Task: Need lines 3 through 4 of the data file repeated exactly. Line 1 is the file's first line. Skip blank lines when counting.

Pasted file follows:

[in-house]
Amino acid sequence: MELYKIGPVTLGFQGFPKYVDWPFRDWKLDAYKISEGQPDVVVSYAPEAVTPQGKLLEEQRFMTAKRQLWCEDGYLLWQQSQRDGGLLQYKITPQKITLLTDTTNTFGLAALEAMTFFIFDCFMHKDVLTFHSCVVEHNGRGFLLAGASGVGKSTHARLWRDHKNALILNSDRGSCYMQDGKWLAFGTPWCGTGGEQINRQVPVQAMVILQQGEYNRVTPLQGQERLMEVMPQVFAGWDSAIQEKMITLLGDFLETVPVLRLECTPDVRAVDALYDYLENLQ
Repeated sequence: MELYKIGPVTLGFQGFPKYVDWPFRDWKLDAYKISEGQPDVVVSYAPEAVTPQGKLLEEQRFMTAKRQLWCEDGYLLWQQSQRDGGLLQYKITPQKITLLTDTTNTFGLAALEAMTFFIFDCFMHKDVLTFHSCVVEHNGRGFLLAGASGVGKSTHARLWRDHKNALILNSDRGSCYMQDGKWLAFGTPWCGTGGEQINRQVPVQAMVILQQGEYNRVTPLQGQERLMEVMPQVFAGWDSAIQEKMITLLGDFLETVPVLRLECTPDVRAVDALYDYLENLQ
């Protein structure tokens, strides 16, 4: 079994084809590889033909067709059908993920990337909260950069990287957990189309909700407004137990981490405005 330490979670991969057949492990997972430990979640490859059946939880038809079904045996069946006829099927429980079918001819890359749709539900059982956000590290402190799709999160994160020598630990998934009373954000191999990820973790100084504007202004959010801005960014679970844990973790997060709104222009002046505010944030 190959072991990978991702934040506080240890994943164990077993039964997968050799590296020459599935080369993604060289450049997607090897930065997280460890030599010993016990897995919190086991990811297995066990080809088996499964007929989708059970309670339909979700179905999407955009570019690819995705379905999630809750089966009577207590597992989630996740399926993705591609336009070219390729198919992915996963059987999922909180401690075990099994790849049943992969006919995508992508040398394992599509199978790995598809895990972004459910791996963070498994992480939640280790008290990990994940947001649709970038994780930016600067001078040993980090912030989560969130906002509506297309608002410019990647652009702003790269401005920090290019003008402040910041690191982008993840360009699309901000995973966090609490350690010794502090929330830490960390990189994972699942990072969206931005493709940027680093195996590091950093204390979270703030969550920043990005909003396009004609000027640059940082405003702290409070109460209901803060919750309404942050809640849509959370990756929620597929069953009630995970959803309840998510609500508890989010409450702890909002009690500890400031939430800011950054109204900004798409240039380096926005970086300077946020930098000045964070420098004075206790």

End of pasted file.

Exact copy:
Repeated sequence: MELYKIGPVTLGFQGFPKYVDWPFRDWKLDAYKISEGQPDVVVSYAPEAVTPQGKLLEEQRFMTAKRQLWCEDGYLLWQQSQRDGGLLQYKITPQKITLLTDTTNTFGLAALEAMTFFIFDCFMHKDVLTFHSCVVEHNGRGFLLAGASGVGKSTHARLWRDHKNALILNSDRGSCYMQDGKWLAFGTPWCGTGGEQINRQVPVQAMVILQQGEYNRVTPLQGQERLMEVMPQVFAGWDSAIQEKMITLLGDFLETVPVLRLECTPDVRAVDALYDYLENLQ
């Protein structure tokens, strides 16, 4: 079994084809590889033909067709059908993920990337909260950069990287957990189309909700407004137990981490405005 330490979670991969057949492990997972430990979640490859059946939880038809079904045996069946006829099927429980079918001819890359749709539900059982956000590290402190799709999160994160020598630990998934009373954000191999990820973790100084504007202004959010801005960014679970844990973790997060709104222009002046505010944030 190959072991990978991702934040506080240890994943164990077993039964997968050799590296020459599935080369993604060289450049997607090897930065997280460890030599010993016990897995919190086991990811297995066990080809088996499964007929989708059970309670339909979700179905999407955009570019690819995705379905999630809750089966009577207590597992989630996740399926993705591609336009070219390729198919992915996963059987999922909180401690075990099994790849049943992969006919995508992508040398394992599509199978790995598809895990972004459910791996963070498994992480939640280790008290990990994940947001649709970038994780930016600067001078040993980090912030989560969130906002509506297309608002410019990647652009702003790269401005920090290019003008402040910041690191982008993840360009699309901000995973966090609490350690010794502090929330830490960390990189994972699942990072969206931005493709940027680093195996590091950093204390979270703030969550920043990005909003396009004609000027640059940082405003702290409070109460209901803060919750309404942050809640849509959370990756929620597929069953009630995970959803309840998510609500508890989010409450702890909002009690500890400031939430800011950054109204900004798409240039380096926005970086300077946020930098000045964070420098004075206790």